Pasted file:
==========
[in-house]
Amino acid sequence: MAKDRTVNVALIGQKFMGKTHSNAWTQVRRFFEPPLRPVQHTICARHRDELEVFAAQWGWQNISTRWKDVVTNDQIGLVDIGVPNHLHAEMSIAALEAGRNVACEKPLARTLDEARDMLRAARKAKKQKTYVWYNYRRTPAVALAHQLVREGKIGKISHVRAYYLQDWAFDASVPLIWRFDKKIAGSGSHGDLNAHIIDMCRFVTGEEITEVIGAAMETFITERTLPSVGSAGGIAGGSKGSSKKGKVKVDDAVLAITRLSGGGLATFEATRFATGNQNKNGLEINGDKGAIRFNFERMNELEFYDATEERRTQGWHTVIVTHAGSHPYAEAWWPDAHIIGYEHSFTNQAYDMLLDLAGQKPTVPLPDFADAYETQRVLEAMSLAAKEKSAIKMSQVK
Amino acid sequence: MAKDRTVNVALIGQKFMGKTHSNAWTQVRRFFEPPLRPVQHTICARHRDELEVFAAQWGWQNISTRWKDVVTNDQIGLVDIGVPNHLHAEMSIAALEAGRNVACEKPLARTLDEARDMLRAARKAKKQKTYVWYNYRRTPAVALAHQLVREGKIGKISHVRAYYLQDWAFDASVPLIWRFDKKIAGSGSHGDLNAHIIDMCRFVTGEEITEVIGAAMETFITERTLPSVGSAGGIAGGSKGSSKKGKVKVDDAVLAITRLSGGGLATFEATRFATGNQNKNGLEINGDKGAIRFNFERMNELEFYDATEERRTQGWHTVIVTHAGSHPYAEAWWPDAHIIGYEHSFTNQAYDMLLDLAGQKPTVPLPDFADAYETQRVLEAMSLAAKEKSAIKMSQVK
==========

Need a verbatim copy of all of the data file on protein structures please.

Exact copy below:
[in-house]
Amino acid sequence: MAKDRTVNVALIGQKFMGKTHSNAWTQVRRFFEPPLRPVQHTICARHRDELEVFAAQWGWQNISTRWKDVVTNDQIGLVDIGVPNHLHAEMSIAALEAGRNVACEKPLARTLDEARDMLRAARKAKKQKTYVWYNYRRTPAVALAHQLVREGKIGKISHVRAYYLQDWAFDASVPLIWRFDKKIAGSGSHGDLNAHIIDMCRFVTGEEITEVIGAAMETFITERTLPSVGSAGGIAGGSKGSSKKGKVKVDDAVLAITRLSGGGLATFEATRFATGNQNKNGLEINGDKGAIRFNFERMNELEFYDATEERRTQGWHTVIVTHAGSHPYAEAWWPDAHIIGYEHSFTNQAYDMLLDLAGQKPTVPLPDFADAYETQRVLEAMSLAAKEKSAIKMSQVK
Amino acid sequence: MAKDRTVNVALIGQKFMGKTHSNAWTQVRRFFEPPLRPVQHTICARHRDELEVFAAQWGWQNISTRWKDVVTNDQIGLVDIGVPNHLHAEMSIAALEAGRNVACEKPLARTLDEARDMLRAARKAKKQKTYVWYNYRRTPAVALAHQLVREGKIGKISHVRAYYLQDWAFDASVPLIWRFDKKIAGSGSHGDLNAHIIDMCRFVTGEEITEVIGAAMETFITERTLPSVGSAGGIAGGSKGSSKKGKVKVDDAVLAITRLSGGGLATFEATRFATGNQNKNGLEINGDKGAIRFNFERMNELEFYDATEERRTQGWHTVIVTHAGSHPYAEAWWPDAHIIGYEHSFTNQAYDMLLDLAGQKPTVPLPDFADAYETQRVLEAMSLAAKEKSAIKMSQVK